A recent snowstorm that swept across Virginia closed schools, kept snow plows busy, and caused several tractor-trailer accidents across the state. The wooded and mountainous areas of the state, such as Amherst County, saw a number of logging truck accidents.
Early on Wednesday morning, March 6, a logging truck lost control in poor weather conditions and ran off of the road on Route 60, outside of Buena Vista in Amherst County. The commercial truck overturned and blocked traffic during the morning commute. Just hours later, another logging truck crashed on Route 60, near the intersection of Coffeytown Road, just outside of Buena Vista. This truck accident, along with snowy road conditions, caused further traffic issues and delays.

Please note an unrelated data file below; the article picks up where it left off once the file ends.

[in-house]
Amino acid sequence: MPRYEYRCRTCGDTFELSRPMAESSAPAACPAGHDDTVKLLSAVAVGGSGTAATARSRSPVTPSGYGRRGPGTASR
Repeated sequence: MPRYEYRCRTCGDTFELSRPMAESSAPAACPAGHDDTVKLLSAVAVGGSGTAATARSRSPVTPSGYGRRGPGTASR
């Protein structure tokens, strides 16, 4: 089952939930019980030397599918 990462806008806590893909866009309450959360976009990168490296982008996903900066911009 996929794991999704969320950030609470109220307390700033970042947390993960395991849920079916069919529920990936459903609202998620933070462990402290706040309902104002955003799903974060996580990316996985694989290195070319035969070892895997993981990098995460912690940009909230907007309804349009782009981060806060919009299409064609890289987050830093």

Amherst County saw between three and eight inches of snow during the storm, with the highest accumulations occurring in the Blue Ridge Mountains—where much of Virginia’s logging takes place. Much of Virginia saw at least two inches of snow, while some areas received over a foot.
Unfortunately, logging accidents take place in Virginia regularly, especially on rural roads and in heavily logged areas—and not just in snowy weather and when roads are slick. Why do logging truck accidents happen? In some cases, these crashes take place because of the dangerous, winding, narrow, and steep roads that are often located near logging sites. In other cases, logging truck accidents are caused because the loads they are carrying shift or are not secured correctly. In still other cases, logging truck accidents are caused by fatigued driving, violated trucking regulations, or simply driver error.